There’s physical pain, and there’s the pain that comes with losing something for which you care very much. On Oct. 6, Dustin West felt both simultaneously, and that’s one of the worst pains of all.
“Basketball’s everything. Basketball’s always been there,” West, a senior at Madison Area Memorial High School, said. “This game means everything to me.”
Now playing his final season for the Bulldogs, West is more thankful than ever for the game he loves. This entire season is a gift.
On Oct. 6, on one play in an AAU game at Cony High School in Augusta, West thought basketball was over. His team was on a two-on-one breakaway. A teammate went up for a layup, and West jumped too, following for a possible tip in if the shot was off.
An opponent slid underneath West, causing him to fall awkwardly. West hit the court hard, and knew immediately he was severely hurt. His arms were underneath his body, and his wrists just felt… gone.
“I felt everything in my wrists separate,” West said.
A nurse in the stands rushed to the court to help. As he was laying on the ground, tears welling in his eyes as he looked at the ceiling, West heard a voice say one of those most deflating things of his life.
“I heard somebody say, â€˜He’ll never shoot a basketball again.’” West recalled.
West has a sweet shot. Last season, he was among the top free throw shooters in the Mountain Valley Conference. The day after the injury, West was in surgery for two hours. Each wrist now has a titanium plate. In one wrist, there’s 11 screws. In the other, an even dozen. West woke up in the recovery room, and he wondered if that voice he heard in the Cony gym was right.
“It was one of the scariest things of my life,” West said. “You never realize how much you use your hands until you don’t have them.”
West relied on help from his parents, Rick and Cherie West, for everything.
“I can’t thank my parents enough. They missed work. They stayed with me,” West said.
West worked with his brother, Randy McMullen, a former Madison basketball standout himself who now works as an occupational therapist. While his teammates went through tryouts and early season practices, West was on the sidelines, hoping he’d play this season. When he could, West took part in light practices. He ran, a lot, because to stay in basketball shape, that was the easiest thing to do.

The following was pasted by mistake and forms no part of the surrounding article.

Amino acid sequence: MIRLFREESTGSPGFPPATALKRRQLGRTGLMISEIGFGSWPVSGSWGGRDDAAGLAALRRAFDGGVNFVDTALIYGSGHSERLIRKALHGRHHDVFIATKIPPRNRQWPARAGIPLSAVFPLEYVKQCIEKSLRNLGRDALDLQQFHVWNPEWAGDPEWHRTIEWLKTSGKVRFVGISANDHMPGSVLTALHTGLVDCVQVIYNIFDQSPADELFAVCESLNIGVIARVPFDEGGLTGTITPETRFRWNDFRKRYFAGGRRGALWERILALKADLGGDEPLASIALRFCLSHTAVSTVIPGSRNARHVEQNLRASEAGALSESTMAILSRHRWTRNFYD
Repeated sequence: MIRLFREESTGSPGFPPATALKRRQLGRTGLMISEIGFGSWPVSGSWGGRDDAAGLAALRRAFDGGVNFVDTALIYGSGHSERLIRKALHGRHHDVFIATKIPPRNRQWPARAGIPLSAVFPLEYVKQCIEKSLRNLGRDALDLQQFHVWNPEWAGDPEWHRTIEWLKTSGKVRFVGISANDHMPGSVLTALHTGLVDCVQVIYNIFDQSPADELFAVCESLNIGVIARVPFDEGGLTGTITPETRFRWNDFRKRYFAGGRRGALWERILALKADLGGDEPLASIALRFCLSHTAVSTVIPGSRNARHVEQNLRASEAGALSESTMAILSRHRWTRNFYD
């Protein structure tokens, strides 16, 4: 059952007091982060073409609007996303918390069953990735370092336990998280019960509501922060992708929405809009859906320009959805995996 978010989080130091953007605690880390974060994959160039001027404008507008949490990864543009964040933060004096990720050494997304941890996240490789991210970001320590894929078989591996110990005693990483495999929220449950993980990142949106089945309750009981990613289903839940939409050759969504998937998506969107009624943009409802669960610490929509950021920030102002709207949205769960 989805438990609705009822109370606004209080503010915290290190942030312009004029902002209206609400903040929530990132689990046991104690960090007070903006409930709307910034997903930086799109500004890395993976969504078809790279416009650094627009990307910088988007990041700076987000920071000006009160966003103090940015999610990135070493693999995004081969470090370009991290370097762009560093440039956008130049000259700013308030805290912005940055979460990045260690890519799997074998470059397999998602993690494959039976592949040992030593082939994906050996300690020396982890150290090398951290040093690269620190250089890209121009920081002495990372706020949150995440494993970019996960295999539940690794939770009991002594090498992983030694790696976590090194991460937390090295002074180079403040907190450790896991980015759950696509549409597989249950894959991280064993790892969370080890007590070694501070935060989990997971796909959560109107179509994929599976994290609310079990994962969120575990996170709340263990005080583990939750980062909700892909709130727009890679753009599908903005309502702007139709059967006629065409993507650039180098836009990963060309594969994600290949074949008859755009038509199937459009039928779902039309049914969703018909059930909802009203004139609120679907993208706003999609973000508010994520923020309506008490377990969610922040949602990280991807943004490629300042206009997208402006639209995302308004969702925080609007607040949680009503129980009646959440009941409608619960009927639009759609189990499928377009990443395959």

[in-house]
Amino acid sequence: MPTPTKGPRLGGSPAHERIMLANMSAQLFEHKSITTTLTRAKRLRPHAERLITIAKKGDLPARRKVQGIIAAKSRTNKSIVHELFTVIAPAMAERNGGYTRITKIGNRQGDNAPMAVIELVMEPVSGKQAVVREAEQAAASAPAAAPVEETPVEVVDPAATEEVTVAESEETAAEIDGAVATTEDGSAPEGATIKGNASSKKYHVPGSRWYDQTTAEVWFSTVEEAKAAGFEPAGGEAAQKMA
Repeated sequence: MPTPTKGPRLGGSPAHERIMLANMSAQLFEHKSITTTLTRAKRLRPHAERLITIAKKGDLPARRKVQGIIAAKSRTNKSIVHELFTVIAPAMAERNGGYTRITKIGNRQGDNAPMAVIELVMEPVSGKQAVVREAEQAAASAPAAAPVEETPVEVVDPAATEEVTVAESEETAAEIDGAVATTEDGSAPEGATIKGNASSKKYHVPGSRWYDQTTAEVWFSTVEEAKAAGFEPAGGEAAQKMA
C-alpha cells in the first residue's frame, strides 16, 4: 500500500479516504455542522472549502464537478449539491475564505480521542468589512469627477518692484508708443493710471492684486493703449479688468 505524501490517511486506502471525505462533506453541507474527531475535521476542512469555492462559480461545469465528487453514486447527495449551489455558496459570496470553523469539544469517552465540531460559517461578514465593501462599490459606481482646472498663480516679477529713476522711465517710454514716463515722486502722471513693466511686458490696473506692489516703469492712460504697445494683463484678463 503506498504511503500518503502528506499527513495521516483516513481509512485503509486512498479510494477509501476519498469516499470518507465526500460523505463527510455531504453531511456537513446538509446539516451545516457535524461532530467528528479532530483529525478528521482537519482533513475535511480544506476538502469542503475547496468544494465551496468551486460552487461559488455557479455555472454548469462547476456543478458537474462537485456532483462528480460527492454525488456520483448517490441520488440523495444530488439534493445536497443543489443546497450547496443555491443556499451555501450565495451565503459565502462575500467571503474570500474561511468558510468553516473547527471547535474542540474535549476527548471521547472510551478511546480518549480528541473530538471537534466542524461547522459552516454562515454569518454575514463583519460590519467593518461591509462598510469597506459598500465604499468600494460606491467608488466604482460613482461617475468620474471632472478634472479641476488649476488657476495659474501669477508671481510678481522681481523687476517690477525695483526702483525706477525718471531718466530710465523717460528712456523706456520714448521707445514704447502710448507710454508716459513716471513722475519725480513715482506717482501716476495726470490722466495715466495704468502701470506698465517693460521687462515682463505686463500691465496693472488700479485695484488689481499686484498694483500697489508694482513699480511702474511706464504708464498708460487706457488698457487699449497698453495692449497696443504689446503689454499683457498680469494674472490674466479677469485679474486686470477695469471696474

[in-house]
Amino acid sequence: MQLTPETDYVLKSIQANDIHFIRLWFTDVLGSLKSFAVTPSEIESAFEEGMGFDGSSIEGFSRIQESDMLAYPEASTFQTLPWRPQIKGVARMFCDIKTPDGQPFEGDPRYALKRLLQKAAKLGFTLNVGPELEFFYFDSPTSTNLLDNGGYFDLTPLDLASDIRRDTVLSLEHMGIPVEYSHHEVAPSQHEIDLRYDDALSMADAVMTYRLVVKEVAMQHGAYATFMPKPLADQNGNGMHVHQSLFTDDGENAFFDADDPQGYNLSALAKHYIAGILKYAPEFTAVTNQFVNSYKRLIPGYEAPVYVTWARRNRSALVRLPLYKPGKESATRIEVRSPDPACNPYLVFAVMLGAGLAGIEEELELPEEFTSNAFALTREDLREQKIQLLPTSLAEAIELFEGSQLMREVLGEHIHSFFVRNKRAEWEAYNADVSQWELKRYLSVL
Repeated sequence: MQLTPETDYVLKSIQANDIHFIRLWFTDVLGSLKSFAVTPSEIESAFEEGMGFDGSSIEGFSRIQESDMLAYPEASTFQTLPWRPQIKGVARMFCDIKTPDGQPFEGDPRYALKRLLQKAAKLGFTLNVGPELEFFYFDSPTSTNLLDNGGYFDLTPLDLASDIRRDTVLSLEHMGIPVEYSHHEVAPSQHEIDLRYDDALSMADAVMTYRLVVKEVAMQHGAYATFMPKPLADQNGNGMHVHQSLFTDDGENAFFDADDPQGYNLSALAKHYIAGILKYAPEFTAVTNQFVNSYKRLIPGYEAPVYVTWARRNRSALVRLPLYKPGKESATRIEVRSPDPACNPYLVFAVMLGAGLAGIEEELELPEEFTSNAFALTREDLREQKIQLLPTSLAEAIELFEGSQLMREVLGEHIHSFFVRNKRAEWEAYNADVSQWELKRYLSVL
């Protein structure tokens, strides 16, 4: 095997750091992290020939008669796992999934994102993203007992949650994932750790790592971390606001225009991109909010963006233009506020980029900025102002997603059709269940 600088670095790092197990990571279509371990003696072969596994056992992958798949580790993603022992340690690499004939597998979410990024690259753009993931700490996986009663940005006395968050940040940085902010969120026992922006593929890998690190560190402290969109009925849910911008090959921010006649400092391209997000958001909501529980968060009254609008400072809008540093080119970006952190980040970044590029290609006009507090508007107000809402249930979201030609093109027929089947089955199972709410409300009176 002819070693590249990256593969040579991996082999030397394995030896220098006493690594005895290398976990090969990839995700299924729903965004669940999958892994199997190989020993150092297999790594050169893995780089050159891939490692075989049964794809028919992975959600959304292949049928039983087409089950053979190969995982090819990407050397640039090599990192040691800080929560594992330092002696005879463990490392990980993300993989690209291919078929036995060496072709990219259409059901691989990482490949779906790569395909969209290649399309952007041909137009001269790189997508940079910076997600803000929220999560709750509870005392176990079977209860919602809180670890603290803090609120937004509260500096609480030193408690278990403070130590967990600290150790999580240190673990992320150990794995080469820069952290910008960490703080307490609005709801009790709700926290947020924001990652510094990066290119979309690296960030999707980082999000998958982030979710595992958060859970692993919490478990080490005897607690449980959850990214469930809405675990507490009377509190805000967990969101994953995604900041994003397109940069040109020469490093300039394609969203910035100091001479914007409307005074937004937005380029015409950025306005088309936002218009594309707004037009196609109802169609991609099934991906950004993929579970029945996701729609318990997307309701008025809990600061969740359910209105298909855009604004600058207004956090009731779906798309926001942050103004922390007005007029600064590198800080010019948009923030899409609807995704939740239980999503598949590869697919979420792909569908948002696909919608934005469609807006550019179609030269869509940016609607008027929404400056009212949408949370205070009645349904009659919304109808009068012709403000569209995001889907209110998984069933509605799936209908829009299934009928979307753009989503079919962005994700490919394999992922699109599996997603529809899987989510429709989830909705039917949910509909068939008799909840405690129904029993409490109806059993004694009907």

In mid-December, the casts came off. On Dec. 18, West played in his first game, at Hall-Dale. His first two shots rimmed out. His third, a foul line jumper went in. The Madison fans went wild. It was the only basket West made in the game, a tough 47-38 loss, but it may have been the most important basket of his career.
“I heard the cheers, and I thought to myself, â€˜I’m back.’” West said.
West followed up with a 10-point, 10-rebound effort in a 50-26 win over Mountain Valley. He said he feels good, but West also catches himself holding back at times. He’ll pull his arms down going for a rebound, he’s anxious when he takes a charge. Some opponents, knowing the injury West had, will hack and grab at his wrists.
“I’m still not at 100 percent range of motion,” West said. “I may never have it in the right wrist.”
Now, the goal is to help Madison make the Western Class C tournament (the Bulldogs are 5-7 and ranked 11th in the region). West would like to play basketball in college, and plans on applying to Thomas, Husson and the University of Maine at Farmington. He knows it will be tough.
“Colleges don’t really look at a kid with two broken wrists,” West said.
What coaches should look at is a kid with the will to work hard and come back from a devastating injury. Basketball may or may not be a part of West’s future. As he plays out his senior season of high school ball, West is ecstatic that it’s not just in his past.